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LLC , and S Corp vs C Corporation

Twice in the last few months I have been approached by new clients who have started their business life with an LLC and are not sure if they should have set up a C Corporation. 

Generally speaking the pass-through of tax losses in the early stages of a start up corporation can be a benefit to the owner as he can take them as losses against other qualifying income on a personal tax return.

However the problem comes when there is more than one shareholder, and even more so when a company adds additional sharegholders for example if they grant stock to advisors and consultants as a way of leveraging stock for services to save on limited cash. Every time there is a change it affects the reportable tax distribution information.

Does anyone have any experience in how to handle the tax reporting for the various ownership shares that may exist during a single tax year?  I am considering converting from an LLC to a C Corp. Has any one got any experience in this, and how do you actually do this conversion?
 

Answers

Jeff Taylor
Title: CFO
Company: Communications Co.
(CFO, Communications Co.) |

I have done the LLC to C-corp conversion. LLCs are nice for the tax loss pass-through, but making it work as a startup company is fraught with annoying issues. Chief among them being how you deal with equity - be they actual shares or stock "options", b/c there are no stock options in an LLC. I think the LLC structure is most appropriate when you are a VERY early stage company with the proverbial "2 guys (or gals) in a garage". Once you start bringing on employees, if you intend to use incentive equity of any kind, I recommend making the C-corp switch.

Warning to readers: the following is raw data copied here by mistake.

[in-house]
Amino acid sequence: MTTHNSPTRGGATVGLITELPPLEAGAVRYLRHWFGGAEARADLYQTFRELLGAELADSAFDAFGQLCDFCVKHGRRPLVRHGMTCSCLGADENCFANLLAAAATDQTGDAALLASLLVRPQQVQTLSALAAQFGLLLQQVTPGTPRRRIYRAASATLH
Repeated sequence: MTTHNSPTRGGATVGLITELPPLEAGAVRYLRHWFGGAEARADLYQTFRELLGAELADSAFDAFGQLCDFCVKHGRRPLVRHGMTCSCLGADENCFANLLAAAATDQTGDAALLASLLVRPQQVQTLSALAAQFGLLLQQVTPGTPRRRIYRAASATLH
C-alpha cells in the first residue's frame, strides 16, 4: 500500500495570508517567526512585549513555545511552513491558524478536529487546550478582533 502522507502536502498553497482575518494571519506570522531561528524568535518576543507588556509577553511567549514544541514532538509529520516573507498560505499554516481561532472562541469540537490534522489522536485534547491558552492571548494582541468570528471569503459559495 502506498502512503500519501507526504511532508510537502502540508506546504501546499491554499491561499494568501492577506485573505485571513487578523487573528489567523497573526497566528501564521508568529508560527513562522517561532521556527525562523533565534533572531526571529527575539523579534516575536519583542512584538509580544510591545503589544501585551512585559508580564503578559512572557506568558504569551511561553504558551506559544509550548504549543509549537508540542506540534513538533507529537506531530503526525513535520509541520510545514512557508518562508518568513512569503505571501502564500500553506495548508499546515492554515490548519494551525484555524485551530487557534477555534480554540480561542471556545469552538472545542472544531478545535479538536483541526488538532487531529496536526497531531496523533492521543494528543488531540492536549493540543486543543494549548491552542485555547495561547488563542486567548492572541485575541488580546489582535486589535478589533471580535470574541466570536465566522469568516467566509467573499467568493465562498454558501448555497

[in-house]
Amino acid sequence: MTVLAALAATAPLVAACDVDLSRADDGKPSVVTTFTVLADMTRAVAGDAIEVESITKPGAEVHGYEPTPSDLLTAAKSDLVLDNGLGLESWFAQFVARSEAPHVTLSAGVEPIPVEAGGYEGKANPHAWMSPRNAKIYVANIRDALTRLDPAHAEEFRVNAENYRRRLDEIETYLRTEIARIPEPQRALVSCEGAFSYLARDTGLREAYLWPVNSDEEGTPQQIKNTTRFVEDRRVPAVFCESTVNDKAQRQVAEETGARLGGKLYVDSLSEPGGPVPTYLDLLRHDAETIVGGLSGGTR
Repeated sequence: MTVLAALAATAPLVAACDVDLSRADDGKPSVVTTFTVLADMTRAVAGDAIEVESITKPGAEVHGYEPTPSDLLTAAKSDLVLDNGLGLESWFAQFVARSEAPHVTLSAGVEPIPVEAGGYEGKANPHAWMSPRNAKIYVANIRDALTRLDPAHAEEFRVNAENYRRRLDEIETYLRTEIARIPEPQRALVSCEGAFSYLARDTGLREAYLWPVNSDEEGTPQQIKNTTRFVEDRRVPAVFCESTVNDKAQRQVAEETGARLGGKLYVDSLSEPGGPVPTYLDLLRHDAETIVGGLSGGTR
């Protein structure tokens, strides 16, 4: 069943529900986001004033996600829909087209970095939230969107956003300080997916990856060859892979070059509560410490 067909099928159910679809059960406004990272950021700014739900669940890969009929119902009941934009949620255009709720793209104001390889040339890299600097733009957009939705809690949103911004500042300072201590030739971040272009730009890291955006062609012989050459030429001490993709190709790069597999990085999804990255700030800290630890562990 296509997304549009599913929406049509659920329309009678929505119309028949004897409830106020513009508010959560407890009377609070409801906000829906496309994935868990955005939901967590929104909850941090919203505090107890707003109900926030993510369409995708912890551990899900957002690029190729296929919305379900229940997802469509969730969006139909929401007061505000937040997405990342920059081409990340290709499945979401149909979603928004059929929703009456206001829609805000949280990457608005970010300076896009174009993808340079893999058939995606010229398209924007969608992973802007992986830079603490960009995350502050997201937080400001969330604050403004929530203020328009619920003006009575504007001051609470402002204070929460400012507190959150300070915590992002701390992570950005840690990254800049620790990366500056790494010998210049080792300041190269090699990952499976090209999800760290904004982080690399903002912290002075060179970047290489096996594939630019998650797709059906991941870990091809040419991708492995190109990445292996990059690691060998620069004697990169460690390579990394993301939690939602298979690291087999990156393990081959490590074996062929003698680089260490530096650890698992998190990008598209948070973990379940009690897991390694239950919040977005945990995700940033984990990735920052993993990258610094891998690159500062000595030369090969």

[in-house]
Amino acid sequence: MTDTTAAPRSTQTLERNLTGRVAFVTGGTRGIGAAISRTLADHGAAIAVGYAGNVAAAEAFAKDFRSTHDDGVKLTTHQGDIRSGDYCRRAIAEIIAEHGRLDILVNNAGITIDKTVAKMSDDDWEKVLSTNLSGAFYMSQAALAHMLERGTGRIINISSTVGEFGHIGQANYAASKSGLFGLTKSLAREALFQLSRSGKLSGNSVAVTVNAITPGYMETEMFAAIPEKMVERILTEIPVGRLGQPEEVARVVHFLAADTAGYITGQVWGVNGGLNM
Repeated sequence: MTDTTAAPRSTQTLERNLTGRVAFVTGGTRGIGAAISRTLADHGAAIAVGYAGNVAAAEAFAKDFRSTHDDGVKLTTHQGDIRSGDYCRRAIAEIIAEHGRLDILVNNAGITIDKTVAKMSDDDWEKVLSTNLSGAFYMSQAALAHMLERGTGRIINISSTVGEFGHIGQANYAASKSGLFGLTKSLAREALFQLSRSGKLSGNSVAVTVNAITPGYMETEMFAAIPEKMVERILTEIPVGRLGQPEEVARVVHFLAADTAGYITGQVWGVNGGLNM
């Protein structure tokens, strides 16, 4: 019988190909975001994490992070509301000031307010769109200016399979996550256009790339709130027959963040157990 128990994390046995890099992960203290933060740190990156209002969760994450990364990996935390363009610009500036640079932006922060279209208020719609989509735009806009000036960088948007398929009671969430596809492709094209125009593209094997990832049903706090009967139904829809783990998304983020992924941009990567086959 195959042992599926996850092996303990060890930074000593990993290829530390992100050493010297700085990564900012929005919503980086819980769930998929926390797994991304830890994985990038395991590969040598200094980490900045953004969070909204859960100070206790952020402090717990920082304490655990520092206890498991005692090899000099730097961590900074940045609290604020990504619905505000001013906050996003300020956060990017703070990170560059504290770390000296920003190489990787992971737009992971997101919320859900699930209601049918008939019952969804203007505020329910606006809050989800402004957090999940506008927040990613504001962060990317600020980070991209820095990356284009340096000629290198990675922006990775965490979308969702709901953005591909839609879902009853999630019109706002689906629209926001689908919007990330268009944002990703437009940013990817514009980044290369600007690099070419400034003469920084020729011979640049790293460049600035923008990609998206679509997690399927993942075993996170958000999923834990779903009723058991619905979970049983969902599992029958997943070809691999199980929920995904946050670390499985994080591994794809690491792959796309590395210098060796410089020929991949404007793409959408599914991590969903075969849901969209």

Okay, so how much does that cost? $5-$10K depending on the cost and quality of your law firm. Theoretically it can be cheaper, but if you have any sort of operating history there may be ancillary things that need to be considered during the converstion (like existing stock or member share issues, ongoing contracts, etc.). I think the core filing and professional fees would be only a few thousand, but when is it ever that clean?

When you convert, you pay taxes (or get credit) for your share of tax gain/loss up until the date that the LLC is dissolved, according to your share of those gains/losses. Not so bad, really. But clearly you want your tax advisor in on this whole thing. And don't forget to have them (and your legal counsel) involved when you dissolve your LLC entity! Hope that helps.

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